Kaplan (1989a) insists that natural languages do not contain displacing devices that operate on character—such displacing devices are called monsters. This thesis has recently faced various empirical challenges (e.g., Schlenker 2003; Anand and Nevins 2004). In this note, the thesis is challenged on grounds of a more theoretical nature. It is argued that the standard compositional semantics of variable binding employs monstrous operations. As a dramatic first example, Kaplan’s formal language, the Logic of Demonstratives, is shown to contain monsters. For (...)
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  7. Achille C. Varzi (1995). Variable-Binders as Functors. Poznan Studies in the Philosophy of the Sciences and the Humanities 40:303-19.
    This work gives an extended presentation of the treatment of variable-binding operators adumbrated in [3:1993d]. Illustrative examples include elementary languages with quantifiers and lambda-equipped categorial languages. Some remarks are also offered to illustrate the philosophical import of the resulting picture. Particularly, a certain conception of logic emerges from the account: the view that logics are true theories in the model-theoretic sense, i.e. the result of selecting a certain class of models as the only “admissible” interpretation structures (for a given language).
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  8. Kai Wehmeier (2009). On Ramsey's 'Silly Delusion' Regarding Tractatus 5.53. In Giuseppe Primiero & Shahid Rahman (eds.), Acts of Knowledge - History, Philosophy and Logic. College Publications.
    We investigate a variant of the variable convention proposed at Tractatus 5.53ff for the purpose of eliminating the identity sign from logical notation. The variant in question is what Hintikka has called the strongly exclusive interpretation of the variables, and turns out to be what Ramsey initially (and erroneously) took to be Wittgenstein's intended method. We provide a tableau calculus for this identity-free logic, together with soundness and completeness proofs, as well as a proof of mutual interpretability with first-order logic (...)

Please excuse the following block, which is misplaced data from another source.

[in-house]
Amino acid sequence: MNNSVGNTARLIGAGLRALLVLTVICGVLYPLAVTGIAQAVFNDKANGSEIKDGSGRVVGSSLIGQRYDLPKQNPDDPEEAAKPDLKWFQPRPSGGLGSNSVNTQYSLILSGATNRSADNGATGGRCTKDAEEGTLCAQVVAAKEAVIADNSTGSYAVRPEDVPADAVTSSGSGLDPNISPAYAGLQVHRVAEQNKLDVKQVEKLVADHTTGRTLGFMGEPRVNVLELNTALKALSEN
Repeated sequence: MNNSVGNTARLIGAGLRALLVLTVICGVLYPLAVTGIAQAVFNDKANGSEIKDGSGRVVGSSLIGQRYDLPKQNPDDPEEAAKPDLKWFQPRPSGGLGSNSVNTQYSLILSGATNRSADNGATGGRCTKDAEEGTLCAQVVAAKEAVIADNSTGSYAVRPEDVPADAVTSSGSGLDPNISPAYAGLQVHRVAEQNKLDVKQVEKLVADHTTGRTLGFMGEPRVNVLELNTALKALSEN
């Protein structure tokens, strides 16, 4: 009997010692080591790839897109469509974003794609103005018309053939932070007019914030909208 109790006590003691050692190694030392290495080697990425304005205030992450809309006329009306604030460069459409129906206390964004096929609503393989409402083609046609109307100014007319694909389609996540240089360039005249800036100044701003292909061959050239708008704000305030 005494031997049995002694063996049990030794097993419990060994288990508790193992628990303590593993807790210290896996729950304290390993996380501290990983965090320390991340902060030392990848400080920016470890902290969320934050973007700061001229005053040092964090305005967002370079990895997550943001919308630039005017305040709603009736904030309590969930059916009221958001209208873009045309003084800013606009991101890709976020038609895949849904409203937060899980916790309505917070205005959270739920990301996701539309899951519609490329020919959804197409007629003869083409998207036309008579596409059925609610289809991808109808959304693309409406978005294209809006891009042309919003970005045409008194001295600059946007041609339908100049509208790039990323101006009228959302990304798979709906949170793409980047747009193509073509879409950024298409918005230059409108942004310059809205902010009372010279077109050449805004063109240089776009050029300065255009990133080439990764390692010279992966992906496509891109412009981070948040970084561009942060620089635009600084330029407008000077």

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  9. Kai Wehmeier (2004). Wittgensteinian Predicate Logic. Notre Dame Journal of Formal Logic 45 (1):1-11.
    We investigate a rst-order predicate logic based on Wittgenstein's suggestion to express identity of object by identity of sign, and difference of objects by difference of signs. Hintikka has shown that predicate logic can indeed be set up in such a way; we show that it can be done nicely. More specically, we provide a perspicuous cut-free sequent calculus, as well as a Hilbert-type calculus, for Wittgensteinian predicate logic and prove soundness and completeness theorems.
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  10. Kai F. Wehmeier (2008). Wittgensteinian Tableaux, Identity, and Co-Denotation. Erkenntnis 69 (3):363 - 376.
    Wittgensteinian predicate logic (W-logic) is characterized by the requirement that the objects mentioned within the scope of a quantifier be excluded from the range of the associated bound variable. I present a sound and complete tableaux calculus for this logic and discuss issues of translatability between Wittgensteinian and standard predicate logic in languages with and without individual constants. A metalinguistic co-denotation predicate, akin to Frege’s triple bar of the Begriffsschrift, is introduced and used to bestow the full expressive power of (...)
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  11. Juhani Yli‐Vakkuri (2013). Propositions and Compositionality. Philosophical Perspectives 27 (1):526-563.